School history

School history

Rotterdam School of Management, Erasmus University (RSM) first opened its doors in 1970 in an elegant villa in the Rotterdam suburb of Kralingen. From these humble beginnings, RSM has grown into one of Europe’s most successful and internationally-recognised business schools, as reflected in the research and programme rankings of national and international media.

Over the years RSM has added to its portfolio of programmes to reflect changes and trends in business. It now offers two bachelor programmes, and 19 pre-and post-experience master programmes.

RSM also offers four MBA programmes including the Cologne-Rotterdam Executive MBA launched in 2016, the Executive MBA programme for experienced and globally-oriented professional launched in 1995, and the world’s first truly global MBA programme in partnership with four top business schools located in four continents, the Global Executive OneMBA, launched in 2002.

RSM also offers a range of executive education programmes as well as a part-time PhD and full-time PhD programmes.

In keeping with its highly international approach, RSM actively recruits students from all over the world for all of its programmes. It currently has an office in Chengdu so it can bring its services to mainland China. In the recent past, it also had offices in Taipei, Taiwan, and in Amsterdam in the Netherlands, in order to offer its services to local populations.

In the beginning

RSM’s alma mater, Erasmus University Rotterdam (EUR) has been in existence in its present form since 1973. Its history, however, dates back to 1913, the year in which the Netherlands School of Commerce (Nederlandsche Handels-Hoogeschool, NHH) was founded through private initiative with broad support from the Rotterdam business community. The Netherlands School of Commerce became the Netherlands School of Economics in 1939.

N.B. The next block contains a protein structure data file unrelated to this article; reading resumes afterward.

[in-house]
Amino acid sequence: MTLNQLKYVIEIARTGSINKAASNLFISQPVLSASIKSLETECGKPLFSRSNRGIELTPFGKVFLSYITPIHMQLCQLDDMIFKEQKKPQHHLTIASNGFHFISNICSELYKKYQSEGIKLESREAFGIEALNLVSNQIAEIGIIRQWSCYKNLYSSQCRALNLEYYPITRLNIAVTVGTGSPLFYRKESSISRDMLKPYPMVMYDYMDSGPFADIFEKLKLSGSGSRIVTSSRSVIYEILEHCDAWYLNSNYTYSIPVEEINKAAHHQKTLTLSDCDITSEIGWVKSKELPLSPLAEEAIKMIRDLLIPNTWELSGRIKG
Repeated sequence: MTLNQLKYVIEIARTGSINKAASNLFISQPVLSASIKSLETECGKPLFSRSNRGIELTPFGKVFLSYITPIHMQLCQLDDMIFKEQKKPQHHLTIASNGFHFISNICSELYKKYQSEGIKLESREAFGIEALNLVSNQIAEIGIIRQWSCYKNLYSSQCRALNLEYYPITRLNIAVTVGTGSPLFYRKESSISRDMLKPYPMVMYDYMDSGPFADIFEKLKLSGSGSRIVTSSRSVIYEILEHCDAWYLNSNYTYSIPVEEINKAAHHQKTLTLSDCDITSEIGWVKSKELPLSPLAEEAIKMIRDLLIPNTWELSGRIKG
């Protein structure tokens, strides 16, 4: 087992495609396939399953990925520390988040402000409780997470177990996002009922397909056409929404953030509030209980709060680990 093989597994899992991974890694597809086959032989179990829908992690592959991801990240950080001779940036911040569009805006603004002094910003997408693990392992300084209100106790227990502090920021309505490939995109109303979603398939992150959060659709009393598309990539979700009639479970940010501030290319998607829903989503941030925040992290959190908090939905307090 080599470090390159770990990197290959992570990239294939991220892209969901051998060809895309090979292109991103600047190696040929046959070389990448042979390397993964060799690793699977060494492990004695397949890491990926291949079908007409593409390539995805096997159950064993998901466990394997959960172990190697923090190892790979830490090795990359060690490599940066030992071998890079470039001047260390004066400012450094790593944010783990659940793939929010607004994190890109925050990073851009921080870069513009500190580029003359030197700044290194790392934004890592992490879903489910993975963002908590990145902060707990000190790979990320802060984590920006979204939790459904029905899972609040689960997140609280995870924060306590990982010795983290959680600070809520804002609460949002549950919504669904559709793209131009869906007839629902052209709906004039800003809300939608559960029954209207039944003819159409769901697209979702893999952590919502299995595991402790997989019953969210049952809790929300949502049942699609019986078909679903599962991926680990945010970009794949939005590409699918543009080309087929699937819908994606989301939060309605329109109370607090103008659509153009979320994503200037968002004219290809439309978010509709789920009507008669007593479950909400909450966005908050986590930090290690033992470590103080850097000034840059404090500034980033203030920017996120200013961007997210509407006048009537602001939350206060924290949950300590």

Almost 30 years later, in 1966, it commissioned an investigation into the feasibility of a Graduate School of Management, thus establishing a separate field of study dedicated to business administration. Two years later, Delft University of Technology joined the initiative.

At the same time, a consensus on the lack of suitable post-experience training and higher educational facilities for managers in the Netherlands spurred Dutch-based multinationals including Royal Dutch Shell, Unilever and Philips to establish the Foundation for Business Administration, an institute for post-academic management education. The founding partners donated 4.5 million guilders (about 2.2 million euros). They include the following organisations (and their predecessors):

  • Algemene Bank Nederland (ABN AMRO)
  • Algemene Kunstzijde Unie (AkzoNobel)
  • Amsterdam-Rotterdam Bank (ABN AMRO)
  • Koninklijke Hoogovens en Staalfabrieken (TATA)
  • Koninklijke Zout/ Ketjen (AkzoNobel)
  • Philips Gloeilampen Fabriek
  • Shell
  • Unilever

The result, inaugurated in 1969, was the Interfaculteit Bedrijfskunde / Graduate School of Management, a joint initiative of the schools of economics, law and social sciences of the Netherlands School of Economics, and of the schools of civil, mechanical and maritime engineering and general sciences at Delft University of Technology.

The School became the first in the Netherlands to offer the degree Doctorandus in de Bedrijfskunde post-kandidaats, for students with a university qualification in a non-business discipline. 

The School’s early beginnings were on a small scale. In 1970 the first class of 30 students – selected from hundreds of applicants – started their studies. From the very start, the School held a policy of international orientation. In 1972 it moved to Delft and was remodelled into the newly established Interuniversitaire Interfaculteit Bedrijfskunde / Graduate School of Management Delft of the Interuniversity Institute for Business Administration (Interuniversitair Instituut Bedrijfskunde, IIB). In November of the same year, the first cohort graduated with the new academic degree Doctorandus in de Bedrijfskunde (Drs.) – and the alumni association was formally established the same day: the Alumni Association VIB, the Vereniging van afgestudeerden van de Interfaculteit Bedrijfskunde

Recent history